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Diazepam rectal

Generic name: diazepam rectal [dye-AZ-e-pam]
Brand names: Diastat AcuDial, Diastat Pediatric
Dosage form: rectal kit (10 mg; 2.5 mg; 20 mg)
Drug classes: benzodiazepine anticonvulsants, benzodiazepines

What is Diazepam rectal?

Diazepam is a benzodiazepine (ben-zoe-dye-AZE-eh-peen). Diazepam rectal (for application within the rectum) is utilized to treat sporadic increases in seizures (cluster seizures) in patients with epilepsy who are also taking other seizure medications. Diazepam rectal is not recommended for continuous use in order to stop seizures. Diazepam rectal can be used for other purposes not covered in this medication guide.

Side effects of Diazepam rectal

See a doctor immediately. If you are experiencing symptoms that indicate an allergic reaction, like hives, trouble breathing, and swelling of your lips, face, or tongue,

Diazepam can slur or even slow your breathing, particularly in the event that you've recently consumed an opioid drug or alcohol. Someone who is caring for you needs to seek urgent medical treatment if you suffer from prolonged breathing, pauses in your breathing, blue-colored lips, or if you find it difficult to get up.

Contact your doctor immediately. If the patient receiving diazepam has:

  • New or worsening seizures;
  • Strange changes in behavior or mood
  • Thoughts of suicide or harming yourself
  • Confusion, hallucinations;
  • Sleep problems sleep problems
  • Anxiety and excitement, or feeling anxious.

Drooling or dizziness could be more frequent for older people. Take care to avoid falling or sustaining an injury accidentally.

Common negative side effects of diazepam can include:

  • Drowsiness, dizziness, headache, feeling nervous;
  • Problems with coordination or muscular movement
  • Flushing (sudden redness, warmth, or a tingly sensation);
  • Stomach pain, diarrhea, or
  • Rash.

When you have stopped diazepam use, seek medical attention immediately if you notice symptoms like abnormal muscle movements, being more talkative or active, abrupt and drastic changes in behavior or mood, hallucinations moodseizures, or suicidal ideas or behaviors.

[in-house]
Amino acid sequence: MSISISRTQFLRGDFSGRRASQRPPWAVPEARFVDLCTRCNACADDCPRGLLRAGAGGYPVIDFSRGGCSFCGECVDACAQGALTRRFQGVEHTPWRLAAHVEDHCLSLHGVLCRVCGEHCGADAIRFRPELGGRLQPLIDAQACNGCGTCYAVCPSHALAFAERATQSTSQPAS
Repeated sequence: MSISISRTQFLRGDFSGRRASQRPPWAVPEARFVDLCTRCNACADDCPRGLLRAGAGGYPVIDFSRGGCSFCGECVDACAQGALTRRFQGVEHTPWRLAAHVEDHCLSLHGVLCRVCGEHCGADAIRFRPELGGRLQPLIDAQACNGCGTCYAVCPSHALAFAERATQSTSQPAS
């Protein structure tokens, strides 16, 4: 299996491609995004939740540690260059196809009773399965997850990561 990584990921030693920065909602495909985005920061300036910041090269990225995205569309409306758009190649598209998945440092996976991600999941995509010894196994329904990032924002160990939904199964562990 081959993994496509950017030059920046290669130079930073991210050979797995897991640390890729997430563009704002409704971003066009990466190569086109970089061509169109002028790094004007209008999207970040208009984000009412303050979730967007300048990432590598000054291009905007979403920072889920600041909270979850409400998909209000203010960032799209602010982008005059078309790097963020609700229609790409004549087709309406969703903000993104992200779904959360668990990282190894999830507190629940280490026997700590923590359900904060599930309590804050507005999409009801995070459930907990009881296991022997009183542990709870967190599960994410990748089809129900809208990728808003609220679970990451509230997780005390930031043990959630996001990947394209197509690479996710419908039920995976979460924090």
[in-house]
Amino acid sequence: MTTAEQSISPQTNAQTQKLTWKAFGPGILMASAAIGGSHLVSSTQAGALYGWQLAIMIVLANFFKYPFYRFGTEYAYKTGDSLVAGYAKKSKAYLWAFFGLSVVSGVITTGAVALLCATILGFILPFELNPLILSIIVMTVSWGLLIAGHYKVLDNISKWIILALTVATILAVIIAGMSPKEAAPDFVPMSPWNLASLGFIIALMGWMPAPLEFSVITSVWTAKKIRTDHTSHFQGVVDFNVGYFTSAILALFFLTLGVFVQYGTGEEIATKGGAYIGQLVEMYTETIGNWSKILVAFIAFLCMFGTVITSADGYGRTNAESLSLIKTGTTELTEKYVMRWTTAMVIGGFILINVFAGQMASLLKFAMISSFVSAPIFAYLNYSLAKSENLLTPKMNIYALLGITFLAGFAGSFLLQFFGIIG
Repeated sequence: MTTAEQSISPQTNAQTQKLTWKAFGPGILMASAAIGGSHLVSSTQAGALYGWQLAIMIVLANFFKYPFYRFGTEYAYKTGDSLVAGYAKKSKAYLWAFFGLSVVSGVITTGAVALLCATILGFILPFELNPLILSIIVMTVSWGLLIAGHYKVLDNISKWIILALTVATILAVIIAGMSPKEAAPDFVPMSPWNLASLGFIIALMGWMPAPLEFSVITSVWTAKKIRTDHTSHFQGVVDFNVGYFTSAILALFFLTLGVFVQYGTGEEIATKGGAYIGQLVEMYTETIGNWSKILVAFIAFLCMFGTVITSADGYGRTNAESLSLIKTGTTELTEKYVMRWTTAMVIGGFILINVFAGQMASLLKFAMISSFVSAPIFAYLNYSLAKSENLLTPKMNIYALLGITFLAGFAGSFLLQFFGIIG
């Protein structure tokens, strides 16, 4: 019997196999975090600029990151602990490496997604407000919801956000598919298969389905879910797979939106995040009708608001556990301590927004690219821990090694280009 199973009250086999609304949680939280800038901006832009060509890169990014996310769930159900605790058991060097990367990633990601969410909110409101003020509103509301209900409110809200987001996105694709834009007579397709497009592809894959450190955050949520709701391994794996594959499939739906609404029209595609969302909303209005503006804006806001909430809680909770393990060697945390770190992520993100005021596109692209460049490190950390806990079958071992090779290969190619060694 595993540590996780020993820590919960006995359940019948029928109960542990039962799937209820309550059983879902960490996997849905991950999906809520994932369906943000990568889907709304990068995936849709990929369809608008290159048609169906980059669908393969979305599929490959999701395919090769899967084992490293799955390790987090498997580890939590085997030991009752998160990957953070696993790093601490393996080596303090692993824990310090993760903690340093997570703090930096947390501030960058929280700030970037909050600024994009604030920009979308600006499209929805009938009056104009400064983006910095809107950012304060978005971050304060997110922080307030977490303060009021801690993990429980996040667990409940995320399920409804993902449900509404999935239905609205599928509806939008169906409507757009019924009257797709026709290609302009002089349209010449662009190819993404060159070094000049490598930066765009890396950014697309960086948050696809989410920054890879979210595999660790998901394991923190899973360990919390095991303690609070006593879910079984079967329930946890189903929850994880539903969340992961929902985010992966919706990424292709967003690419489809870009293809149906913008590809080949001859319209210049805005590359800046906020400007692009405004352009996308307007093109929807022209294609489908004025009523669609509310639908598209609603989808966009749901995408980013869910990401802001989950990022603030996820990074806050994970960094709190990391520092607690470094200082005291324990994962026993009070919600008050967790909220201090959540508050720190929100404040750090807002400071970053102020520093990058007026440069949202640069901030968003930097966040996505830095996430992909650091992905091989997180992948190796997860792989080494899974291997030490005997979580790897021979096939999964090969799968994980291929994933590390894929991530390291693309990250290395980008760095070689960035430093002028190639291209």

Certain withdrawal symptoms can last for 12 months or more after discontinuing this medication abruptly. Inform your doctor when you experience persistent depression, anxiety, or depressive symptoms; issues with your mental or memory; difficulty sleeping; hearing ringing in your ear or ears; or a burning or prickly sensation or feeling of a crawl under your skin.

This is not a comprehensive list of all side effects. Others could happen. Consult your physician for advice regarding medical adverse effects. You can report any side effects to the FDA at 1-800-FDA-1088.

Warnings

Diazepam can slow down or cease breathing, particularly in the case of recent use of an opioid or alcohol. MISUSE OF THIS MEDICINE CAN CAUSE ADDICTION, OVERDOSE, OR DEATH. Make sure the medication is stored in a safe place so that others can't access it. Do not stop taking diazepam without consulting your physician. There is a risk of life-threatening withdrawal symptoms if you abruptly stop taking the medication after long-term usage. Certain withdrawal symptoms can last for a period of 12 months or more.

Get medical assistance immediately. If you stop taking diazepam and experience symptoms such as strange movements of your muscles, becoming more talkative or active, or having sudden and drastic changes in your mood or behavior such as hallucinations, confusion, seizures, or thoughts of suicide, This medication is not intended for all kinds of seizures. As a caretaker, do not give this medication unless you are aware of how to spot the signs of a seizure and be treated with diazepam.

Before you take this drug

It is not recommended to use diazepam rectal if you have an allergy to diazepam (Valium). It is possible that you will not be able to take diazepam rectal if your condition is glaucoma.

Inform your doctor if you have ever suffered from:

  • glaucoma;
  • asthma, pneumonia, or any other breathing disorders;
  • kidney or liver disease
  • an addiction to alcohol or drugs or
  • Depression is depression, a mood disorder, or suicidal thoughts or behaviors.

Could harm a baby who is not yet born. Inform your doctor if you are expecting. If you are taking diazepam while pregnant, the baby may be born with withdrawal symptoms that could be life-threatening and could require medical attention for several weeks.